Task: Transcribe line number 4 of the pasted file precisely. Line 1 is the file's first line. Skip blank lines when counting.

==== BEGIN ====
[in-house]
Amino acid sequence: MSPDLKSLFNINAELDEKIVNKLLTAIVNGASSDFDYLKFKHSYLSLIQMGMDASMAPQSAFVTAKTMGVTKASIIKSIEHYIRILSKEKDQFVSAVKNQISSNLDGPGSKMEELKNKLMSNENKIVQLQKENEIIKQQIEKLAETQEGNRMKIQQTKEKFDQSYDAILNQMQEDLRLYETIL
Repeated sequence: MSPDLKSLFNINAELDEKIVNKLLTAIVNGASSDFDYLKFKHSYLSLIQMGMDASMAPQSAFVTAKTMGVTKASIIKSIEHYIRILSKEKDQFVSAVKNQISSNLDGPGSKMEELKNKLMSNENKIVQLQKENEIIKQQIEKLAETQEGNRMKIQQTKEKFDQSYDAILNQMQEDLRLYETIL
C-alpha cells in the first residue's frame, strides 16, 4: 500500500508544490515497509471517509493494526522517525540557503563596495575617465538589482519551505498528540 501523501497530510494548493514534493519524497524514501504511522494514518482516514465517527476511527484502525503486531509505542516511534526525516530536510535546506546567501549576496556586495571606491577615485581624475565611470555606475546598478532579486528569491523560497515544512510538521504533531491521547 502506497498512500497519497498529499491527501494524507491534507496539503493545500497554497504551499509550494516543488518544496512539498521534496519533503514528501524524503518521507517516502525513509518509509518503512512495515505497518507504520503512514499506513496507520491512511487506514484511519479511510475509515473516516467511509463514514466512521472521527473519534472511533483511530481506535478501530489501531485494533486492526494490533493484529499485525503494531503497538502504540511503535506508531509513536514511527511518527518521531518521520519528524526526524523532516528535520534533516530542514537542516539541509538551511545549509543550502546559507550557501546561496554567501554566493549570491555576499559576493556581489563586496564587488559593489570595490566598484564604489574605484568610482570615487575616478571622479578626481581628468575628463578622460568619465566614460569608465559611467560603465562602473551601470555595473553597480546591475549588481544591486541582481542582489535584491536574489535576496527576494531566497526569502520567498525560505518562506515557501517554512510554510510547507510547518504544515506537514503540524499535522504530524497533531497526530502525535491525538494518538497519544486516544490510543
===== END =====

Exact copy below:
C-alpha cells in the first residue's frame, strides 16, 4: 500500500508544490515497509471517509493494526522517525540557503563596495575617465538589482519551505498528540 501523501497530510494548493514534493519524497524514501504511522494514518482516514465517527476511527484502525503486531509505542516511534526525516530536510535546506546567501549576496556586495571606491577615485581624475565611470555606475546598478532579486528569491523560497515544512510538521504533531491521547 502506497498512500497519497498529499491527501494524507491534507496539503493545500497554497504551499509550494516543488518544496512539498521534496519533503514528501524524503518521507517516502525513509518509509518503512512495515505497518507504520503512514499506513496507520491512511487506514484511519479511510475509515473516516467511509463514514466512521472521527473519534472511533483511530481506535478501530489501531485494533486492526494490533493484529499485525503494531503497538502504540511503535506508531509513536514511527511518527518521531518521520519528524526526524523532516528535520534533516530542514537542516539541509538551511545549509543550502546559507550557501546561496554567501554566493549570491555576499559576493556581489563586496564587488559593489570595490566598484564604489574605484568610482570615487575616478571622479578626481581628468575628463578622460568619465566614460569608465559611467560603465562602473551601470555595473553597480546591475549588481544591486541582481542582489535584491536574489535576496527576494531566497526569502520567498525560505518562506515557501517554512510554510510547507510547518504544515506537514503540524499535522504530524497533531497526530502525535491525538494518538497519544486516544490510543